Ruth Ware in Conversation at Theakston Old Peculier Crime Festival

Ruth Ware in Conversation at the Theakston Old Peculier Crime Festival

By Sarah Morgan

They may spend a lot of time alone, sitting at a desk putting their characters through terrible things, but crime writers are, by and large, a cheerful bunch.

Take Ruth Ware, for instance. She’s clearly a nice person, who, despite missing out on the Theakston Old Peculier Crime Novel of the Year award (her book The It Girl was among the nominees), is just thrilled to be in Harrogate at all.

“I remember when I was invited to take part in my first panel, it felt as if I’d arrived,” she says. “So to be back as a special guest is amazing.”

She’s hugely popular around the world, having been translated into 40 languages, and is currently publicising her latest novel Zero Days, a thriller focusing on Jac, a woman with a rather unusual job.

“She’s a pen tester, which is short for penetration tester,” laughs Ruth. “But I wasn’t allowed to say that in the blurb because goodness knows what it would do to Google’s algorithms – I’d probably get a whole new audience!”

If, like me, you’ve no idea what a pen tester is, Ruth explains they test security systems to make sure places can’t be broken into.

“I wondered what kind of person would become one, because you’d have all that knowledge, all those skills and tools at your disposal. You’d have to be a dual-edged person to go that far into the criminal world and then use that knowledge to make people safer.”

Ruth Ware in Conversation at the Theakston Old Peculier Crime Festival

“Writers can be horrible people”

Following one particular job, Jac’s husband Gabe is murdered and she becomes the prime suspect. This leaves her with two options – hope the police realise their mistake or solve the mystery herself. She opts for the latter.

“Writers can be horrible people,” she explains when asked where the plot came from. “Having created this formidable person, I knew I had to challenge her in some way. So I thought about how awful it would be to lose my husband, the love of my life, and then to be accused of killing him. So that’s what I put Jac through.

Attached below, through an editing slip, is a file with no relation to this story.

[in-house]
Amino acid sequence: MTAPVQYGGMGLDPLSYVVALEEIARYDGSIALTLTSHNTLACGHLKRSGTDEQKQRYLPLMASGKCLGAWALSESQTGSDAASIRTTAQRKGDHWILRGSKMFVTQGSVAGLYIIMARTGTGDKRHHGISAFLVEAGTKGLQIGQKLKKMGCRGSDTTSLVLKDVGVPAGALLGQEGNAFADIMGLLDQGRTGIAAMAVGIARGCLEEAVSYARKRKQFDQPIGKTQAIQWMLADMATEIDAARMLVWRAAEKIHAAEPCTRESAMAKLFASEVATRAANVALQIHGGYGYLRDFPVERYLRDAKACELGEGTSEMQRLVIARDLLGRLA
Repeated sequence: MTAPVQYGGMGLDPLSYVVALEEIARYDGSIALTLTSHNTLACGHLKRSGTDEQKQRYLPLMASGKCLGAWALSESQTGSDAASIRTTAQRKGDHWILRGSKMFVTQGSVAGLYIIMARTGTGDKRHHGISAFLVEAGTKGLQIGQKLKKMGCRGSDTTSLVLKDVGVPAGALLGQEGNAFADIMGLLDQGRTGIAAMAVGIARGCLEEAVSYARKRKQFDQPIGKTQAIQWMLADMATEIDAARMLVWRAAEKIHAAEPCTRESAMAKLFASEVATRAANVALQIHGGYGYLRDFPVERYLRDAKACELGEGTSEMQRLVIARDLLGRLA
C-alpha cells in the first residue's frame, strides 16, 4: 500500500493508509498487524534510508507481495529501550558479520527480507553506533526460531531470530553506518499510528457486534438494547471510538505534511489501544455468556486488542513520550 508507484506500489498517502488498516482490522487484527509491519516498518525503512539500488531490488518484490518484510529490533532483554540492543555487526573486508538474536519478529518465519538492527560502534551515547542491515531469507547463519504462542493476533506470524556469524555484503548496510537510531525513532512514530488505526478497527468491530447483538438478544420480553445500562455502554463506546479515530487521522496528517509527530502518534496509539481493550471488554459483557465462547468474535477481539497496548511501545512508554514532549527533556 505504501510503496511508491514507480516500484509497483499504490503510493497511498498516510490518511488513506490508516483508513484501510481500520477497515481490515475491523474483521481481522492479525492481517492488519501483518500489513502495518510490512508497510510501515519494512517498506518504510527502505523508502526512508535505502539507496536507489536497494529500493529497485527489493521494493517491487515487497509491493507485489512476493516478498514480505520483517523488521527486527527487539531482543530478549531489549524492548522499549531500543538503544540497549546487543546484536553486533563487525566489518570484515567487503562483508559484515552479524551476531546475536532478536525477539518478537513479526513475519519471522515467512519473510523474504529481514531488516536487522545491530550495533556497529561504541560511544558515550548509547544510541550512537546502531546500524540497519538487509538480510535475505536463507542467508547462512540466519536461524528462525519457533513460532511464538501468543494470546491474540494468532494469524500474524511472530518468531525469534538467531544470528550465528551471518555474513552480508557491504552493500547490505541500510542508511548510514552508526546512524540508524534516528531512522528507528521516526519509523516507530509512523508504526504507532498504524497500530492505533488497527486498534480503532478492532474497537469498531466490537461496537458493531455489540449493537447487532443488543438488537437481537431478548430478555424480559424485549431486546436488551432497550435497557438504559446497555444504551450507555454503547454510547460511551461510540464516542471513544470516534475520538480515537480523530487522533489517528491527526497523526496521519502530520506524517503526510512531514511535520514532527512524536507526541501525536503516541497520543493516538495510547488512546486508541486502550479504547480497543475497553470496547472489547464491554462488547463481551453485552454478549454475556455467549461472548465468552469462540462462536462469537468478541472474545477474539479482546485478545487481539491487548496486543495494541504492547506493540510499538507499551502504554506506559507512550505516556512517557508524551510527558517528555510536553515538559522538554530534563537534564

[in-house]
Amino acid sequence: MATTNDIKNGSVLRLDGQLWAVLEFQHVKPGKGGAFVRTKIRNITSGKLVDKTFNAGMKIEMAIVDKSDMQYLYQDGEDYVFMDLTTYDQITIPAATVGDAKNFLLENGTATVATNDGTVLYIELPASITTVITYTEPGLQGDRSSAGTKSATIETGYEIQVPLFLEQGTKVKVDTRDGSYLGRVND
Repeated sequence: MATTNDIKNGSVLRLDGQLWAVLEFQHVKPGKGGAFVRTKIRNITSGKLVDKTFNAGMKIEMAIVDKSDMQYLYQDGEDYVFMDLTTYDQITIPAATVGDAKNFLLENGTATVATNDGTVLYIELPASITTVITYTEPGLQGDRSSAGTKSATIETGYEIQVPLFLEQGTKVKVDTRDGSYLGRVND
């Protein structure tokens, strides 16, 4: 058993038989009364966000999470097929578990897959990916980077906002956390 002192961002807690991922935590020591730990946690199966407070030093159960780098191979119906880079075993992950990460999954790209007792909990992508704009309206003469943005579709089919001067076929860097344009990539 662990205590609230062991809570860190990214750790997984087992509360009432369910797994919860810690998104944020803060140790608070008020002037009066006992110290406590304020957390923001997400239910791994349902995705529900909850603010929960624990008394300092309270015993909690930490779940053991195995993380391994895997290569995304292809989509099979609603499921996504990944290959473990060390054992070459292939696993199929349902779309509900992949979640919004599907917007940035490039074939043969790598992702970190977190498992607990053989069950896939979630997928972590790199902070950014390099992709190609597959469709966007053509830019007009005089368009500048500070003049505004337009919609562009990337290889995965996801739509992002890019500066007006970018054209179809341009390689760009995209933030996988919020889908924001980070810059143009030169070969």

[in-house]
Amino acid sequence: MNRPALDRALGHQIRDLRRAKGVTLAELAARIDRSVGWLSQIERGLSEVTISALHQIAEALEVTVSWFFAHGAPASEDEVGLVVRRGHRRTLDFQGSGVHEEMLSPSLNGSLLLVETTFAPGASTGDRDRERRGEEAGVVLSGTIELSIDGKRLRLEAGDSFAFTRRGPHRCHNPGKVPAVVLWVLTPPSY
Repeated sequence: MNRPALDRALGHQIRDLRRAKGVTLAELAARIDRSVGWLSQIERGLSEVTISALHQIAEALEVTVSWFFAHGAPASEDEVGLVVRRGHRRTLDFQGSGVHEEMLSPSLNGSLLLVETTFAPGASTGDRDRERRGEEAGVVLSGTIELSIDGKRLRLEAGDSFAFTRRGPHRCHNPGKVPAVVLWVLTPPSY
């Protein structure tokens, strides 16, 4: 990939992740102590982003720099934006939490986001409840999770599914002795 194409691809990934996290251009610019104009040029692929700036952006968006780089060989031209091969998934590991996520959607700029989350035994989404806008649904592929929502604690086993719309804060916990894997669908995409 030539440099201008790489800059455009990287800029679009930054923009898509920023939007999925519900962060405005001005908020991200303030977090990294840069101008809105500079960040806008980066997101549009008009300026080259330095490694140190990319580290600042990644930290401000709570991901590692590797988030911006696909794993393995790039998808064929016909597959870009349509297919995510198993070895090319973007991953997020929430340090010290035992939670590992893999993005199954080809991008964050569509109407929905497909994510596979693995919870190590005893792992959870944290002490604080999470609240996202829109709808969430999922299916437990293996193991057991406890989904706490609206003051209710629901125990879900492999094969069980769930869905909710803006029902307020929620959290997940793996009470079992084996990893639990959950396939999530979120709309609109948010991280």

“Most of my books come from my fears. You work through your anxieties by writing about them.”

Ruth reckons her regular readers may be surprised by Zero Days: “I guess it’s different to my other books which usually have an Agatha Christie-style plot, a locked room or something. But here, Jac goes on the run; all she cares about is finding who killed Gabe. She doesn’t see any point in anything else.

“I think what will keep readers interested is if Jac’s going to come out of it alright. So there are two thrusts – what Jac wants and what we want to happen.”


Ruth Ware is already working on her next tale, which she promises will be different to what she’s done before.

“I’m always writing against the previous book in a sense, but it’s still quite thriller-ish and fast-paced. I think I’m in a high-octane mood!”

She adds: “I’m always superstitious about talking about what I’m working on, but my character is dragged reluctantly onto a couple’s version of Love Island, where everything goes wrong.”

Sounds intriguing… but hopefully it won’t spawn a spin-off from the reality show. But even if it does, Ruth Ware will probably simply smile and move onto her next project – and who knows where that will take her, or us.

Main image: Gemma Day


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